by Chris Huang
Her perfume smelt of rosewood: a natural, earthy smell punctuated with a faint sweetness recalling, of course, a rose. Our eyes were closed only because our lips were millimeters apart. Such proximity allowed me to feel her calming presence. With her smells, her warmth, and her tenderness, I could not move, I did not want to leave, I did not want to do anything else except keep my face near these things that made the world so very peaceful for the moment.
“Michael! Are you paying attention to me?”
I looked up. I was back in mother’s car.
“Are you paying attention to me?” mother asked again, exasperated.
There was a brief silence, in which I decided whether or not to answer. An implicit yes would have to suffice.
“Good. As I was saying, you ought to go out and join clubs. You know, to meet people. It’s good to have a life outside work. I’m worried about you. You never seem to have any friends.”
“Yeah,” I answered, half-heartedly, looking out the window at the countryside. We were just passing an old abandoned barn, its decrepit wooden structure seemingly on the verge of collapse.
“It’s good to have a hobby,” she said, this time taking her eyes off the road to check whether I was still paying attention. “It relaxes the mind and lets you blow off some steam.”
I nodded absent-mindedly and gave a faint, agreeable smile. I could not figure out what went wrong that night. It was one of those windswept, epic evenings in which we both admitted our feelings towards each other. We found each other, through the thick mist of uncertainty and loneliness. We clung to each other with abandon, as if we were adrift on a raft, stranded in the ocean during a violent storm. We whispered words to each other in order to calm our fears, to convince each other that together we would find our way out of the wild. We looked deep into the other’s eyes, reveling in the newfound discovery of our naked souls.
“Michael, did you hear me?”
“Yes,” I mumbled, still staring out the window. There were now cows in the fields.
“Your father and I,” my mother explained, “we met through friends that we made through extra-curricular activities.”
“Uh-huh,” I mumbled. I could not figure out why she was so distant when we met the next day.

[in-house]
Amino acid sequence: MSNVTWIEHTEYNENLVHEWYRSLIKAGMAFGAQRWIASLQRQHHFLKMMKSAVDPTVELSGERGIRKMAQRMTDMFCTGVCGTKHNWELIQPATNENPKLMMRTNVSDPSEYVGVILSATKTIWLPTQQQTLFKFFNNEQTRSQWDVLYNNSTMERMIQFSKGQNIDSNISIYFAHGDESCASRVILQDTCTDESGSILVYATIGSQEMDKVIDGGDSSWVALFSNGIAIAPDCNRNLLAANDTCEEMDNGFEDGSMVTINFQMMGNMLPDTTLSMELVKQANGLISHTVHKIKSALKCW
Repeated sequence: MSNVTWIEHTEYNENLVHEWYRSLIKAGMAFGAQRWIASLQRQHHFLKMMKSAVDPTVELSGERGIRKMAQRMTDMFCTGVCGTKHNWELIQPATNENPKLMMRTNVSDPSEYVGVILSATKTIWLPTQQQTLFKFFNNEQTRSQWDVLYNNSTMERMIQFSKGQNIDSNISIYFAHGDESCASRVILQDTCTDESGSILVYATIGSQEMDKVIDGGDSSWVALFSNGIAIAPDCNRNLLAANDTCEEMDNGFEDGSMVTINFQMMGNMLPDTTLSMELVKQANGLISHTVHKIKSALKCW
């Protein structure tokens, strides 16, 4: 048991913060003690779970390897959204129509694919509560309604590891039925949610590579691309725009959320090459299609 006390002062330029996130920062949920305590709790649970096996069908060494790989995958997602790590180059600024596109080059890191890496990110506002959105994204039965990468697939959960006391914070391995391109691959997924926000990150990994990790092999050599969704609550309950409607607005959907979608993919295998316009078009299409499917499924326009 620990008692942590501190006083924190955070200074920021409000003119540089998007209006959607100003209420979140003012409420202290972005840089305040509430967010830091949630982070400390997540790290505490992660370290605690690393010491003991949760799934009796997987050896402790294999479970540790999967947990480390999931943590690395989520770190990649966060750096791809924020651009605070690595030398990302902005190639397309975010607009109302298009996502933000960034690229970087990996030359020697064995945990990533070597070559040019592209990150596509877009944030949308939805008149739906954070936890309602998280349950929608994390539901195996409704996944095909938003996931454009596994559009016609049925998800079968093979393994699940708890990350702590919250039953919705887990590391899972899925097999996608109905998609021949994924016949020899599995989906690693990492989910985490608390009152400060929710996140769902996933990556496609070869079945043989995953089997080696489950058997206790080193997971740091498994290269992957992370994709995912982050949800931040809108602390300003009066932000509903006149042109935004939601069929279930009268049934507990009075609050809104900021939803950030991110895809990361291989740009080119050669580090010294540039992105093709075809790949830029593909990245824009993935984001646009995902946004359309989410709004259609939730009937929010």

“At first he wasn’t that interested in me,” my mother went on. “But, I was persistent. You have to be persistent, Michael. You have to treat her right. Be gentlemanly.”
We had lunch like strangers. It was as if the connection that was forged the night before was broken. Or did not occur at all.
“Hello, Michael,” she said upon entering the deli. She avoided eye contact.
“Your dad, I knew there was someone else he was seeing, but that was okay. I knew that he was the one for me. I knew we would eventually be together.”
We did not hold hands on the walk home. Her arms were crossed. She kept a safe distance between us.
As we approached her apartment, I tried to hold her, but she pulled away. When I leaned in for a kiss, she quickly said good-bye and ran inside. I replayed the scenario again in my head. There must have been something that happened, something that I did.
“Michael, what’re you thinking about?” My mother turned to look at me again, worried, “Michael?”
But there was no answer from her son, not even an implicit yes this time. I was consumed with analyzing every gesture, focusing ever harder on the passing countryside, as if the answers were dormant in the smeared green-yellow of the grass and fields and trees. Somehow I knew that if I stared hard enough into the abstractness an answer would snap out of hibernation and speak to me.
My mother looked at me once more to offer wisdom. Then, changing her mind, she turned her head to the road, eyes filled with sadness, and continued driving.